NERF Alpha Strike: With this product Patterson said they were wanting to eliminate the plastic fasteners. The NERF gun is put in a sleeve package that eliminates the need for any fasteners at all, by ‘trapping’ the blaster in certain locations to be able to hold it into the packing.
My Little Pony: This packaging, said Patterson, tends to be big blister cards with an outer blister and a support blister behind. Hasbro chose to use photography to highlight the contents, as well as use some paperboard straps to graphically show some accessory pieces while also holding the product in place.
Baby Alive: This line has a lot of large baby dolls that come with a variety of accessories. Instead of support blisters, the middle of the package contains a new plastic-free foil package, with strategic dye cuts to be able to showcase some accessories inside. Paper ties also showcase some of the pieces. Patterson said the added challenge for Baby Alive and some other brands in Hasbro is that some regions around the world require packages for products like this to be more enclosed for their open-air markets, as well as needing to deliver an enclosed package for e-commerce because of the item being at a lower age grade. (For Amazon products that are age graded at three and under, the package must be enclosed.) Hasbro created an enclosed version that solves for both of regional and e-commerce issues by using the same open package, but with a sleeve over it that at retail the consumer can lift and still see what the product is, but the sleeve portrays an image of the product, enabling the consumer to see what is inside. Added Kuchler, “Both through consumer testing and then also a lot of other evaluation, we've definitely realized the value of using photography and/or the ability to use photo realistic imagery to convey play pattern.”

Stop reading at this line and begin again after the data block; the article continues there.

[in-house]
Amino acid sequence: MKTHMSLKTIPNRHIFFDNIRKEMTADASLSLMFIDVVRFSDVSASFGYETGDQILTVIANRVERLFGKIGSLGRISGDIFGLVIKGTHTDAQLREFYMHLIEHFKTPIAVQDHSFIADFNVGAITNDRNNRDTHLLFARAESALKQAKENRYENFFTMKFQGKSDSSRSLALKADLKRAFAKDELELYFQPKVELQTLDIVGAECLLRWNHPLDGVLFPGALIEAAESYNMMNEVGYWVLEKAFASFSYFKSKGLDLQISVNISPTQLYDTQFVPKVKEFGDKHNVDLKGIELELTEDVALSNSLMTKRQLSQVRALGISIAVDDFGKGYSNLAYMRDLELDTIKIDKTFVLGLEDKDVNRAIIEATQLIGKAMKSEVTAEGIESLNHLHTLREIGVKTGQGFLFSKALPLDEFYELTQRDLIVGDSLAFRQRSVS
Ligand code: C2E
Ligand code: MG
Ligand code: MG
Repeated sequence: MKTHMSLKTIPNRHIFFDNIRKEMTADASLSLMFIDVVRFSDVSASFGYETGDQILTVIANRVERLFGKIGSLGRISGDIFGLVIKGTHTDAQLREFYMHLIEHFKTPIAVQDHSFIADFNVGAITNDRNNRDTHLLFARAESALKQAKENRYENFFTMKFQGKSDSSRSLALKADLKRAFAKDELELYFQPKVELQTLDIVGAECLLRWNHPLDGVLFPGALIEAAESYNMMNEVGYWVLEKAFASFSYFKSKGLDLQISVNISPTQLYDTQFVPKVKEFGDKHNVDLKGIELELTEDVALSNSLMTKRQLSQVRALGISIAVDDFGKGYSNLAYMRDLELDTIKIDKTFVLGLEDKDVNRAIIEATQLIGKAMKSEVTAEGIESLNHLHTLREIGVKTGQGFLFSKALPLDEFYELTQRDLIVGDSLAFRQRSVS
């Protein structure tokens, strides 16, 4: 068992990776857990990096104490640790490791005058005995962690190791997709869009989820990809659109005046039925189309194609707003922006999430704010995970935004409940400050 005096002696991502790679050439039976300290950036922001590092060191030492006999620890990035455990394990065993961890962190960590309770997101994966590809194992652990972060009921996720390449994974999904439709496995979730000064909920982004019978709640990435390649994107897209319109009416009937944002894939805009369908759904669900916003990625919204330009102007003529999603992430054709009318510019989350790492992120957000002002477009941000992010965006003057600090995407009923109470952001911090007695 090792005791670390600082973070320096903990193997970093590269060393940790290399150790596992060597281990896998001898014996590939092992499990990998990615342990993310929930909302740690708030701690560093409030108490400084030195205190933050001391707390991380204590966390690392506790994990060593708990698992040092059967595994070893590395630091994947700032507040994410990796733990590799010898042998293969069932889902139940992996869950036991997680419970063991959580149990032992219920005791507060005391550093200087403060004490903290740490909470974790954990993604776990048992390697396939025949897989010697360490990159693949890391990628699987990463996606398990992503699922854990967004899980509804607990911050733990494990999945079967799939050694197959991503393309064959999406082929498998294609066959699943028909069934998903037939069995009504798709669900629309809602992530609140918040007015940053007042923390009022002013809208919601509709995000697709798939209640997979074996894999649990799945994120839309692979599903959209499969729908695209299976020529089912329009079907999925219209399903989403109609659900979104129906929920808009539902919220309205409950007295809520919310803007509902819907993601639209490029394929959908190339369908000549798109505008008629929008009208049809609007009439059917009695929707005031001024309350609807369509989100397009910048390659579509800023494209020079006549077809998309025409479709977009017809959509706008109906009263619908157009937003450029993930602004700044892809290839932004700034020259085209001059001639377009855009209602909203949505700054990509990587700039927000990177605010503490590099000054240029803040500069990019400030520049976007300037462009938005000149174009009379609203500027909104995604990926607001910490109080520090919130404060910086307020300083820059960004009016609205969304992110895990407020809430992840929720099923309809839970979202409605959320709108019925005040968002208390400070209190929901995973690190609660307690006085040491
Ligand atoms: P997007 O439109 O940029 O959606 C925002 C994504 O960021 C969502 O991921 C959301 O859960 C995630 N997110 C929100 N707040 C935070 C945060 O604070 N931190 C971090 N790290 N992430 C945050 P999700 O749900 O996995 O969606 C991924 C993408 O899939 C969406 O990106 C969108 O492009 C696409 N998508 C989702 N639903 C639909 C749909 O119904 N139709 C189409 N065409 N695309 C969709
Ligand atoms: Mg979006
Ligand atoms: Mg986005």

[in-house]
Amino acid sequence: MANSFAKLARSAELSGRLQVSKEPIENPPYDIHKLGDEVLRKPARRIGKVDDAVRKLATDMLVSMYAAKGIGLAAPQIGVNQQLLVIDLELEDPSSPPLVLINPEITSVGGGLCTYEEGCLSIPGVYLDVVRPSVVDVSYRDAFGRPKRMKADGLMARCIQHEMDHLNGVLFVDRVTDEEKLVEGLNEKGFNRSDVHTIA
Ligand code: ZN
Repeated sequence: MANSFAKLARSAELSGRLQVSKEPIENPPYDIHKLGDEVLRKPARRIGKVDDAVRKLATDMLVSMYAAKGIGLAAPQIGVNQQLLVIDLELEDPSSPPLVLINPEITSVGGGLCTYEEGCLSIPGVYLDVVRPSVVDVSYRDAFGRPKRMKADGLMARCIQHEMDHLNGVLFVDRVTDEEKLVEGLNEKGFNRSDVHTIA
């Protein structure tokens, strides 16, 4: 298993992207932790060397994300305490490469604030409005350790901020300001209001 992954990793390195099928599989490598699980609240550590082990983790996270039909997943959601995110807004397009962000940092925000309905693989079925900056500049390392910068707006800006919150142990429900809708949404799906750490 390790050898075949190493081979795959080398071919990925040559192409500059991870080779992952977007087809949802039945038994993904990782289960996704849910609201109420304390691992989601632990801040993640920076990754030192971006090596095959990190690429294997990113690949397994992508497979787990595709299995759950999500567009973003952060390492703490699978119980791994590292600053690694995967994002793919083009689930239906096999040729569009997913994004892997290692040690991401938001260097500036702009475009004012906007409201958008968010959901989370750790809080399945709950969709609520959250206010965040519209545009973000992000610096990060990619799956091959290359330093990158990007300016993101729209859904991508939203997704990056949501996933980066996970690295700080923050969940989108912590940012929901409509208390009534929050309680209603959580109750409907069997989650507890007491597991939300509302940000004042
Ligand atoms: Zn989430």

Mr. Potato Head: This product, which has come in a package with both outer and inner support blisters, is launching later this year in an enclosed box package.
Hasbro is quietly launching two new fully sustainable product offerings in plastic-free packages. The first is a Mr. Potato Head made with plant-based plastic instead of plastic from fossil fuels. Said Kuchler, “Mr. Potato Head Goes Green is the same five-inch toy that everybody knows and loves. But this farmer is made with plant-based plastic derived from sugar cane, which is a renewable raw material.” The packaging is plastic free and also uses FSC-certified paper and supports responsible forestry.
Monopoly Go Green launched at Walmart in December 2020 and is the first fully sustainable board game. The package, game board, game guide, money cards, and all paper content is made from 100% recycled paper. The greenhouses and the dice are made of FSC-certified wood from well-managed forests, and the tokens - which are normally in die-cast zinc material - are made with plant-based plastic derived from sugar cane. And finally, the gameplay is designed to educate players to be eco-conscious by rewarding them and encouraging them to ‘green up or clean up’ their properties.
Said Kuchler, “The learnings from this exercise are paving the way, not only for Monopoly, but really the way that we package all of our games in the future. This is a huge milestone for us and it's honestly just a tiny baby step in the beginning of our product sustainability journey.”